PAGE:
Eating for Life: Overnight Omelet Casserole
12/17/2013 5:56 PM
12/17/2013 5:57 PM
What’s one of the best things made with sliced bread? Try a puffy, golden brown breakfast strata.
The simple layered bread, egg and cheese casserole can be assembled the night before, a convenience that makes it the perfect dish to pull out of the refrigerator ready to go on a hectic holiday morning.
Although the main ingredients of this casserole have been much maligned by diet fads in recent decades, The Star’s Overnight Omelet Casserole proves these food essentials can be part of a healthy diet with some minor tweaks.
For instance, instead of plain white bread, try 100 percent whole-wheat. The switch increases the amount of calcium, phosphorus, iron, potassium and fiber.
Next, using an egg substitute in combination with a whole egg reduces the total amount of fat and cholesterol. Eggs are low in calories and high in protein, vitamin A and riboflavin. The substitution of fat-free milk for whole milk further reduces the fat content of the egg dish while adding calcium.
In the past, reduced-fat cheeses have been a hard sell with many consumers, but in recent years they have been reformulated to melt better, says Erica Devore, a registered dietitian with the Midwest Dairy Council. Another plus: As more people switch to low-fat dairy products, they’ve become used to the consistency.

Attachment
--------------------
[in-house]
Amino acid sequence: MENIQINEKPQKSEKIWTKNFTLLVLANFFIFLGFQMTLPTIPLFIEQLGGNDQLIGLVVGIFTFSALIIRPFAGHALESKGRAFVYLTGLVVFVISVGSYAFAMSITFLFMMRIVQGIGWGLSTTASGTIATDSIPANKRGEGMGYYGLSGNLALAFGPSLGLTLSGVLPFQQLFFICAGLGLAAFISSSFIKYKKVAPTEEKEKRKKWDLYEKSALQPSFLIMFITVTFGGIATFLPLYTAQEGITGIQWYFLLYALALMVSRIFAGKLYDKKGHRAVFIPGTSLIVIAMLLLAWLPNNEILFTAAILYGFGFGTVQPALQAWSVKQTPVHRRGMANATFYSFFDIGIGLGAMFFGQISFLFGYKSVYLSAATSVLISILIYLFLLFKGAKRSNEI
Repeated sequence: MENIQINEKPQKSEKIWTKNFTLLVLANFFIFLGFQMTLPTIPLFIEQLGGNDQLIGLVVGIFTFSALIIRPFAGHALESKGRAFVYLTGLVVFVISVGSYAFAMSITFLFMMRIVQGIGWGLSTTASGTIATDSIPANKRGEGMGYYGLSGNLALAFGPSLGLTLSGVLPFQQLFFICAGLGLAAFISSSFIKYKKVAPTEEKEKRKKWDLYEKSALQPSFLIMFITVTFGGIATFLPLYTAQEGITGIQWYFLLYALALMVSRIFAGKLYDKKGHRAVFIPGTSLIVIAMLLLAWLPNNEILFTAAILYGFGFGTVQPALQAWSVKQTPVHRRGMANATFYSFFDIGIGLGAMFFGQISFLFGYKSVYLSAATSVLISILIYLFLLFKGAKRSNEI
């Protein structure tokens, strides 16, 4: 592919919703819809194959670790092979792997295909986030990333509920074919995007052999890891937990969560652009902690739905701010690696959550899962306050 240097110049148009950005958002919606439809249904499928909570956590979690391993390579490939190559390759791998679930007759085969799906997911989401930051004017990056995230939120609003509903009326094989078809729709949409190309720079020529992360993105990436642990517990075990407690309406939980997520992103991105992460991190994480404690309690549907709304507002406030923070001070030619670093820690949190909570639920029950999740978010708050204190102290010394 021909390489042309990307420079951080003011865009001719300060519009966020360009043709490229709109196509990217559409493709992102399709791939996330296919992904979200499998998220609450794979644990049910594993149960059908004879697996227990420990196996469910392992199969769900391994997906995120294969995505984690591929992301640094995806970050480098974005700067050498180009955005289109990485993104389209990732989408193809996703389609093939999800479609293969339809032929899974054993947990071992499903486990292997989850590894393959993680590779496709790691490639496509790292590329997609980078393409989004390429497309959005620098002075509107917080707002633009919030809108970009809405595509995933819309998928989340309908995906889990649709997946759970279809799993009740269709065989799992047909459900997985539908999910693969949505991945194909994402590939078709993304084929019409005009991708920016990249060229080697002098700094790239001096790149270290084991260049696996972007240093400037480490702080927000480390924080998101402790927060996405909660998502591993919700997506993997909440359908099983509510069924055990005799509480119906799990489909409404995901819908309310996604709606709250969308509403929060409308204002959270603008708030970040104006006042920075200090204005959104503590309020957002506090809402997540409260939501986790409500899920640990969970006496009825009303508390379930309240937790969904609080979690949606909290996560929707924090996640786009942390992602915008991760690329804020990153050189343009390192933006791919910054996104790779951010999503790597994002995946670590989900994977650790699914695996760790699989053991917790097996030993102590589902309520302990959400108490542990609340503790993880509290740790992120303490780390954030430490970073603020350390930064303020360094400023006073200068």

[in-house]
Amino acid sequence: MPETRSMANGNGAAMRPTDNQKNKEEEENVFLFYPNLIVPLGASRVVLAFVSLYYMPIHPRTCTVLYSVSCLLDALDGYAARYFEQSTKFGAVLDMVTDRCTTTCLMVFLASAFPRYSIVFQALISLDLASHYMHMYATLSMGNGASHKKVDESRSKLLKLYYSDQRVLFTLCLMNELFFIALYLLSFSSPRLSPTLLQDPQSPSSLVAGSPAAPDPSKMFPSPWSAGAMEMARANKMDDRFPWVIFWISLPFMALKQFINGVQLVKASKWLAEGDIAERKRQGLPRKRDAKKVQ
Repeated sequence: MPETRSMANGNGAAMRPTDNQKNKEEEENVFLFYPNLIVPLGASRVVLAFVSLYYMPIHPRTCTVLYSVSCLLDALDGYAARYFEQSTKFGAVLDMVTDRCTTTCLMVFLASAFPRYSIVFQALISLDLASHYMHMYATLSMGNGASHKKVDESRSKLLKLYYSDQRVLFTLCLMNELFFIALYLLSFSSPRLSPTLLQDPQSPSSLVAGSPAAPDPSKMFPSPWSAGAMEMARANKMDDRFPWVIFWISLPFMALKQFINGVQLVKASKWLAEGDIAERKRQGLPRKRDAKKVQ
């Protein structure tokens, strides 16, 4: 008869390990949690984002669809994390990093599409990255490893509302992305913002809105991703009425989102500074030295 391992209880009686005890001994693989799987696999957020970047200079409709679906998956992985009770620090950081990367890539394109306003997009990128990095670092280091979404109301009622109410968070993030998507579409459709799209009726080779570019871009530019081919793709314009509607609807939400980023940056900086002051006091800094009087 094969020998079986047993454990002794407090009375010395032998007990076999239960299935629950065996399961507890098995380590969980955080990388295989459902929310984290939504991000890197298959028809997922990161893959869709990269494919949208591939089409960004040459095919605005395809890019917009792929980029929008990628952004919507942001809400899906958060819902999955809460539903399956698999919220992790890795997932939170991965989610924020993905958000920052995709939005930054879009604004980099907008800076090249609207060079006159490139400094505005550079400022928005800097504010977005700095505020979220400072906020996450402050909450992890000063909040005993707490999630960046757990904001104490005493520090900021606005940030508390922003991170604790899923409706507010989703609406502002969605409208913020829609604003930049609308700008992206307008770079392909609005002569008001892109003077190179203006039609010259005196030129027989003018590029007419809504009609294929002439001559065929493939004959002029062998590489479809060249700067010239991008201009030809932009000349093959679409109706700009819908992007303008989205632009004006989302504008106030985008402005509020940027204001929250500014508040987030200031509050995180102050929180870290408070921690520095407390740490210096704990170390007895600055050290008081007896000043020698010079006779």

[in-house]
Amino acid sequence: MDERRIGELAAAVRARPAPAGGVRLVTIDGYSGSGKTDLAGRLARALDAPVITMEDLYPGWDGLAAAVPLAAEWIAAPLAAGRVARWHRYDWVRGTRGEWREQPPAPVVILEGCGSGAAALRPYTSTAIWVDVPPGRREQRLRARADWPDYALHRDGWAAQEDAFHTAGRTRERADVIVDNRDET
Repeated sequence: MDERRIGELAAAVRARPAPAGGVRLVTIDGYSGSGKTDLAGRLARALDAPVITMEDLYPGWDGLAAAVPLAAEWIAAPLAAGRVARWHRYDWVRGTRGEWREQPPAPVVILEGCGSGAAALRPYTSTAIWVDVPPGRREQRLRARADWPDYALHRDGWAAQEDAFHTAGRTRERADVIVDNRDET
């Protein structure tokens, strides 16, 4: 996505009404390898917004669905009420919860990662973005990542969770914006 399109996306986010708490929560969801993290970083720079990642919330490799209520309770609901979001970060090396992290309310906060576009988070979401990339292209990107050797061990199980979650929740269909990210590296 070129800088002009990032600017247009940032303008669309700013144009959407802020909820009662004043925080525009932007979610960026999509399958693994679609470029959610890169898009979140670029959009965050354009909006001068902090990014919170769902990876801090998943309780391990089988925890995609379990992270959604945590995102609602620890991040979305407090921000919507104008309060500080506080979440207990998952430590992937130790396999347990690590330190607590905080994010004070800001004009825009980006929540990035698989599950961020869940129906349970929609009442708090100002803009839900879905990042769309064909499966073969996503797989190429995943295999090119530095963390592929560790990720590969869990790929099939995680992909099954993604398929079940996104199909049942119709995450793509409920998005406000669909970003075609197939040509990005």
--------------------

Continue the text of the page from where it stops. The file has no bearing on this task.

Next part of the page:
Pump it up: To add vitamins, minerals and antioxidants, serve the casserole with fresh fruit, including grapefruit segments, green or purple grapes, kiwifruit, a slice of cantaloupe or a bowl of fresh berries.
Join the Discussion
The Kansas City Star is pleased to provide this opportunity to share information, experiences and observations about what's in the news. Some of the comments may be reprinted elsewhere on the site or in the newspaper. We encourage lively, open debate on the issues of the day, and ask that you refrain from profanity, hate speech, personal comments and remarks that are off point. Thank you for taking the time to offer your thoughts.